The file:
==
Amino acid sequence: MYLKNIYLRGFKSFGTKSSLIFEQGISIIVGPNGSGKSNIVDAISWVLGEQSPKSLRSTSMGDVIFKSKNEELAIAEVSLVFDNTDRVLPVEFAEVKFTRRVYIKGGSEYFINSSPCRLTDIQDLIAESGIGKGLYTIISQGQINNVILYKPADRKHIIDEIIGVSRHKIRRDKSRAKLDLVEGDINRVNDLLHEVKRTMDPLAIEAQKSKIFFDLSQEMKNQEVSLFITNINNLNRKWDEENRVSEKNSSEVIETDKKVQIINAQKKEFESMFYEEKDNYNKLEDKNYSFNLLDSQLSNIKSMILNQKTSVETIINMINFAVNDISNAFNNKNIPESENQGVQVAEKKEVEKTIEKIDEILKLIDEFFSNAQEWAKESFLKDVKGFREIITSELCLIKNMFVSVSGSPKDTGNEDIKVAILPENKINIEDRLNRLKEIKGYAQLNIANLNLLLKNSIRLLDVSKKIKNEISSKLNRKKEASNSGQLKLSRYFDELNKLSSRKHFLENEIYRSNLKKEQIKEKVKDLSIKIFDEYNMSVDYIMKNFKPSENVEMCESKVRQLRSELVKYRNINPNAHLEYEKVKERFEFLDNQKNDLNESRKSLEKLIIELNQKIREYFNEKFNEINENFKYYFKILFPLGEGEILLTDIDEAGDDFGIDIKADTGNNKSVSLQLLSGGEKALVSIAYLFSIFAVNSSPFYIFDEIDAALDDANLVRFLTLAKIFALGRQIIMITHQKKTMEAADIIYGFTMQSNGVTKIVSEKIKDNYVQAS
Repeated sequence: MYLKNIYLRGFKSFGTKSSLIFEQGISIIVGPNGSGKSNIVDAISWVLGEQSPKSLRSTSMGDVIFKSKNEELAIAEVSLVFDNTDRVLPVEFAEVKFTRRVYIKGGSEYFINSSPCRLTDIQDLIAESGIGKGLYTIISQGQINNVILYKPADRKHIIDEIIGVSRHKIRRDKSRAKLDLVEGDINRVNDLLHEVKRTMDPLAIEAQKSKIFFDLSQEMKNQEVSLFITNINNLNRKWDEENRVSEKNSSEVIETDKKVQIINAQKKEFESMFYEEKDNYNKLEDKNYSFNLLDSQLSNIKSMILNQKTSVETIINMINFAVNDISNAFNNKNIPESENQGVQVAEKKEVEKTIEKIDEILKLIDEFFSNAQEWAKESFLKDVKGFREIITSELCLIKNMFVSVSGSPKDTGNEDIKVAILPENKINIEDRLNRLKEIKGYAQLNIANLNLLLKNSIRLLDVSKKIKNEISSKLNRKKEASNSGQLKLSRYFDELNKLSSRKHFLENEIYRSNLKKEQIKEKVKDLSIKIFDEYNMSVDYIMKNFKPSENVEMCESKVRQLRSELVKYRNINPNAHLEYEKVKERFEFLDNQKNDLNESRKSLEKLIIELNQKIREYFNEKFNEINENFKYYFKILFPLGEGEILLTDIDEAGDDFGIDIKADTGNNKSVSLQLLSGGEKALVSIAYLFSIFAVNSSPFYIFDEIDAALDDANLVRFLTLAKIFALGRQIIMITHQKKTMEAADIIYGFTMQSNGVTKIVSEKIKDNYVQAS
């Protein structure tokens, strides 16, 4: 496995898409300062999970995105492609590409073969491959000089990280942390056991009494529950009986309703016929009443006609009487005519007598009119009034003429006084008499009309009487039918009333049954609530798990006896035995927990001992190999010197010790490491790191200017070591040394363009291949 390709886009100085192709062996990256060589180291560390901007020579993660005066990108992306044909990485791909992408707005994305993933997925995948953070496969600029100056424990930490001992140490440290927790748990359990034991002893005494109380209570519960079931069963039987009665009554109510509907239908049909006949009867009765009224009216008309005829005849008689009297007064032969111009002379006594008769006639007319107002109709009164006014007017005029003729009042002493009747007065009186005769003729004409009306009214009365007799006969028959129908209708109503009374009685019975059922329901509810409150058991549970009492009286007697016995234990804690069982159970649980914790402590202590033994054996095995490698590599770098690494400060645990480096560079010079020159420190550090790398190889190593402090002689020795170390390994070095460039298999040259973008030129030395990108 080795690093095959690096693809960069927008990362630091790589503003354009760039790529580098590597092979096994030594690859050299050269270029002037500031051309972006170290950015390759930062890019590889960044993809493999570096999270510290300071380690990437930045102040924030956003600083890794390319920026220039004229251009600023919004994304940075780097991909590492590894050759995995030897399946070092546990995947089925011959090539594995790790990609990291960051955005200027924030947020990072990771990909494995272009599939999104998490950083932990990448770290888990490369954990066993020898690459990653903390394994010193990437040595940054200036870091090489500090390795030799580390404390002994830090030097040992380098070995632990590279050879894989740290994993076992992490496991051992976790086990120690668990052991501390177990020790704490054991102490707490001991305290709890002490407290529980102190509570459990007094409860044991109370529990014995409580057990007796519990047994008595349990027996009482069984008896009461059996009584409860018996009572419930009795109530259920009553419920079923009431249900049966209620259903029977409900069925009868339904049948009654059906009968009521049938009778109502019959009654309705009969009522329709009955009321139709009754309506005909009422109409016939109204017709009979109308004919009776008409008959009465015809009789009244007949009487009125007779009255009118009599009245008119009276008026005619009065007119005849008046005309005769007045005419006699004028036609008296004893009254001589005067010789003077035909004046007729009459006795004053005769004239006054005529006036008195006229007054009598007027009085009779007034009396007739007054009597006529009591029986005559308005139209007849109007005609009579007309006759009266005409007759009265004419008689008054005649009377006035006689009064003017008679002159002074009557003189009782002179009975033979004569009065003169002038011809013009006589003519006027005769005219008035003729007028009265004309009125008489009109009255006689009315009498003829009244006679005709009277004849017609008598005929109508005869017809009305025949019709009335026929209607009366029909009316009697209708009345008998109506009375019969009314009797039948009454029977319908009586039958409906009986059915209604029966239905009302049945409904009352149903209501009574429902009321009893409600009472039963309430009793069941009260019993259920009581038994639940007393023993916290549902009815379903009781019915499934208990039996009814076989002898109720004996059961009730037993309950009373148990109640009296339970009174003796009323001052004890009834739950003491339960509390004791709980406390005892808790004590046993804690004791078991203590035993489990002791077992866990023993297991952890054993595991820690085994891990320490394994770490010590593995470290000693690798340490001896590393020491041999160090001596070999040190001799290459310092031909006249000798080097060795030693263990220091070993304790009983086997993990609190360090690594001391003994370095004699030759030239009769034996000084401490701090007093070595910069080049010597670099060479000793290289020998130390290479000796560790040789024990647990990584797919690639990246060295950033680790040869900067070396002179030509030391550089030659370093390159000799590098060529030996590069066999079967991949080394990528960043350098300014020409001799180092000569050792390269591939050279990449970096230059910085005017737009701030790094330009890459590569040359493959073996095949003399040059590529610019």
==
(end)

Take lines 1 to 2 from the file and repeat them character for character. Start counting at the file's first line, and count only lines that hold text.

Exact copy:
Amino acid sequence: MYLKNIYLRGFKSFGTKSSLIFEQGISIIVGPNGSGKSNIVDAISWVLGEQSPKSLRSTSMGDVIFKSKNEELAIAEVSLVFDNTDRVLPVEFAEVKFTRRVYIKGGSEYFINSSPCRLTDIQDLIAESGIGKGLYTIISQGQINNVILYKPADRKHIIDEIIGVSRHKIRRDKSRAKLDLVEGDINRVNDLLHEVKRTMDPLAIEAQKSKIFFDLSQEMKNQEVSLFITNINNLNRKWDEENRVSEKNSSEVIETDKKVQIINAQKKEFESMFYEEKDNYNKLEDKNYSFNLLDSQLSNIKSMILNQKTSVETIINMINFAVNDISNAFNNKNIPESENQGVQVAEKKEVEKTIEKIDEILKLIDEFFSNAQEWAKESFLKDVKGFREIITSELCLIKNMFVSVSGSPKDTGNEDIKVAILPENKINIEDRLNRLKEIKGYAQLNIANLNLLLKNSIRLLDVSKKIKNEISSKLNRKKEASNSGQLKLSRYFDELNKLSSRKHFLENEIYRSNLKKEQIKEKVKDLSIKIFDEYNMSVDYIMKNFKPSENVEMCESKVRQLRSELVKYRNINPNAHLEYEKVKERFEFLDNQKNDLNESRKSLEKLIIELNQKIREYFNEKFNEINENFKYYFKILFPLGEGEILLTDIDEAGDDFGIDIKADTGNNKSVSLQLLSGGEKALVSIAYLFSIFAVNSSPFYIFDEIDAALDDANLVRFLTLAKIFALGRQIIMITHQKKTMEAADIIYGFTMQSNGVTKIVSEKIKDNYVQAS
Repeated sequence: MYLKNIYLRGFKSFGTKSSLIFEQGISIIVGPNGSGKSNIVDAISWVLGEQSPKSLRSTSMGDVIFKSKNEELAIAEVSLVFDNTDRVLPVEFAEVKFTRRVYIKGGSEYFINSSPCRLTDIQDLIAESGIGKGLYTIISQGQINNVILYKPADRKHIIDEIIGVSRHKIRRDKSRAKLDLVEGDINRVNDLLHEVKRTMDPLAIEAQKSKIFFDLSQEMKNQEVSLFITNINNLNRKWDEENRVSEKNSSEVIETDKKVQIINAQKKEFESMFYEEKDNYNKLEDKNYSFNLLDSQLSNIKSMILNQKTSVETIINMINFAVNDISNAFNNKNIPESENQGVQVAEKKEVEKTIEKIDEILKLIDEFFSNAQEWAKESFLKDVKGFREIITSELCLIKNMFVSVSGSPKDTGNEDIKVAILPENKINIEDRLNRLKEIKGYAQLNIANLNLLLKNSIRLLDVSKKIKNEISSKLNRKKEASNSGQLKLSRYFDELNKLSSRKHFLENEIYRSNLKKEQIKEKVKDLSIKIFDEYNMSVDYIMKNFKPSENVEMCESKVRQLRSELVKYRNINPNAHLEYEKVKERFEFLDNQKNDLNESRKSLEKLIIELNQKIREYFNEKFNEINENFKYYFKILFPLGEGEILLTDIDEAGDDFGIDIKADTGNNKSVSLQLLSGGEKALVSIAYLFSIFAVNSSPFYIFDEIDAALDDANLVRFLTLAKIFALGRQIIMITHQKKTMEAADIIYGFTMQSNGVTKIVSEKIKDNYVQAS